Sunday, January 18, 2009

Cousin Phillis - Tragedy Averted

If you haven't read Gaskell's Cousin Phillis yet, be forewarned that this post contains spoilers. However, if you're like me, you might enjoy the book more knowing that none of the major characters dies. In fact, offhand, I can't think of a single death in the novella, which must make this unique among Gaskell's works!

Not that there isn't a life-threatening illness and plenty of opportunities for Gaskell to wrench hearts again, but this time she merely settled for merely putting the reader through the wringer waiting for the axe to fall.

I'm being flip, but I think that Cousin Phillis does mark a maturing style on Gaskell's part that culminates in Wives and Daughters. Speaking of Wives and Daughters, Ebenezer Holman, Phillis's father, foreshadows Dr. Gibson in his relationship with his daughter. They are close, they are alike in interests and temperament, and he panics when he realizes that his daughter is no longer a little girl but a marriageable woman.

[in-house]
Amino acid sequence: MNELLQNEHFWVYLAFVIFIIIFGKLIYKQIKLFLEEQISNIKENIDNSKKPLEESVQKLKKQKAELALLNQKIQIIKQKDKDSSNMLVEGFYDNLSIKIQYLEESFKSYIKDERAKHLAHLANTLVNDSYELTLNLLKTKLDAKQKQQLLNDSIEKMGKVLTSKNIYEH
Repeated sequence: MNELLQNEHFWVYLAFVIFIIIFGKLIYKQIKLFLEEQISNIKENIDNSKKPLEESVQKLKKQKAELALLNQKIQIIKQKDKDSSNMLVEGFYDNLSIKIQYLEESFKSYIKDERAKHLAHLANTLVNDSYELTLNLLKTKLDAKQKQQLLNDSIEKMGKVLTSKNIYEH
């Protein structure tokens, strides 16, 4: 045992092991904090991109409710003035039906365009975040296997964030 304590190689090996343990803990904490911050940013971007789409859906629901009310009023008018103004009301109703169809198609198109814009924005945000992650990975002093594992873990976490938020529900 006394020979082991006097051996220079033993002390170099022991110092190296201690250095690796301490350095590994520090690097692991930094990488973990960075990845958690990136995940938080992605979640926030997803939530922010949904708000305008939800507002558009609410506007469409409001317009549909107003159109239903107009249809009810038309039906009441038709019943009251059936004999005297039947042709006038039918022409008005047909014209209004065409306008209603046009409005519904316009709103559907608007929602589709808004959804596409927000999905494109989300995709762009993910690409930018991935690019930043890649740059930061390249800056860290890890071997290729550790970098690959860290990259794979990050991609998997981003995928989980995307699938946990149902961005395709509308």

I also enjoyed contrasting Cousin Phillis with Sylvia's Lovers. As I mentioned in the previous post on this work, she's telling the same basic story twice but exploring different ways in which the relationships and the character of the young woman can change and grow and evolve.
Unlike Sylvia's Lovers, I love the way this story closes. Betty, the family's kitchen servant, tells Paul, the narrator, about the speech she delivered to Phillis, who was taking too long to recover from the fever that set in after her heart was broken by the faithlessness of her erstwhile lover:

'Now, Phillis!' said she, coming up to the sofa; 'we ha' done a'we can for you, and th' doctors has done a' they can for you, and I think the Lord has done a' He can for you, and more than you deserve, too, if you don't do something for yourself. If I were you, I'd rise up and snuff the moon, sooner than break your father's and your mother's hearts wi' watching and waiting till it pleases you to fight your Own way back to cheerfulness. There, I never favoured long preachings, and I've said my say.'

We all should have a Betty in our lives to tell us to fight our own way back to cheerfulness and not to break the hearts of those who love us with our melancholy. It's worth saying that Phillis takes Betty's words to heart and takes charge of her own fight and rallies. You go, girl!

In a nutshell, here is what Gaskell is saying in Cousin Phillis: we can't control what others do--if a lover leaves before he even proposes, if he marries someone else instead of returning home to us--but we can control how we respond to it.

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